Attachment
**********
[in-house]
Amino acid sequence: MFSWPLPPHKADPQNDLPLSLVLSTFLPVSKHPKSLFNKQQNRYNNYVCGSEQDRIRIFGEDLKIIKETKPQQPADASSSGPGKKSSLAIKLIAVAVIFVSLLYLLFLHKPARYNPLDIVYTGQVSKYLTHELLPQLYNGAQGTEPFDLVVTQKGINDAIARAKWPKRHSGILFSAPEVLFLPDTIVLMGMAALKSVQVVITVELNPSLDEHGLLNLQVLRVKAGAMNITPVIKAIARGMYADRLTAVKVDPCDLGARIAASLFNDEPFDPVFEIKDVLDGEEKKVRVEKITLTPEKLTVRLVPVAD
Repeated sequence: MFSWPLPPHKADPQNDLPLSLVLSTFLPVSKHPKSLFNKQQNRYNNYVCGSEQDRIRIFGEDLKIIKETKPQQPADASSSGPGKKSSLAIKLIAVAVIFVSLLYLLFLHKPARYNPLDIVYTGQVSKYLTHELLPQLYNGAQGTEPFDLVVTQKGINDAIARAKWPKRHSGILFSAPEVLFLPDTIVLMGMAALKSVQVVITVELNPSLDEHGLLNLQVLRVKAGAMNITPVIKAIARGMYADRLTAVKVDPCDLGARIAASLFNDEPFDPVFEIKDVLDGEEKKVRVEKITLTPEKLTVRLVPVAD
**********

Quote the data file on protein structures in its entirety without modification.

[in-house]
Amino acid sequence: MFSWPLPPHKADPQNDLPLSLVLSTFLPVSKHPKSLFNKQQNRYNNYVCGSEQDRIRIFGEDLKIIKETKPQQPADASSSGPGKKSSLAIKLIAVAVIFVSLLYLLFLHKPARYNPLDIVYTGQVSKYLTHELLPQLYNGAQGTEPFDLVVTQKGINDAIARAKWPKRHSGILFSAPEVLFLPDTIVLMGMAALKSVQVVITVELNPSLDEHGLLNLQVLRVKAGAMNITPVIKAIARGMYADRLTAVKVDPCDLGARIAASLFNDEPFDPVFEIKDVLDGEEKKVRVEKITLTPEKLTVRLVPVAD
Repeated sequence: MFSWPLPPHKADPQNDLPLSLVLSTFLPVSKHPKSLFNKQQNRYNNYVCGSEQDRIRIFGEDLKIIKETKPQQPADASSSGPGKKSSLAIKLIAVAVIFVSLLYLLFLHKPARYNPLDIVYTGQVSKYLTHELLPQLYNGAQGTEPFDLVVTQKGINDAIARAKWPKRHSGILFSAPEVLFLPDTIVLMGMAALKSVQVVITVELNPSLDEHGLLNLQVLRVKAGAMNITPVIKAIARGMYADRLTAVKVDPCDLGARIAASLFNDEPFDPVFEIKDVLDGEEKKVRVEKITLTPEKLTVRLVPVAD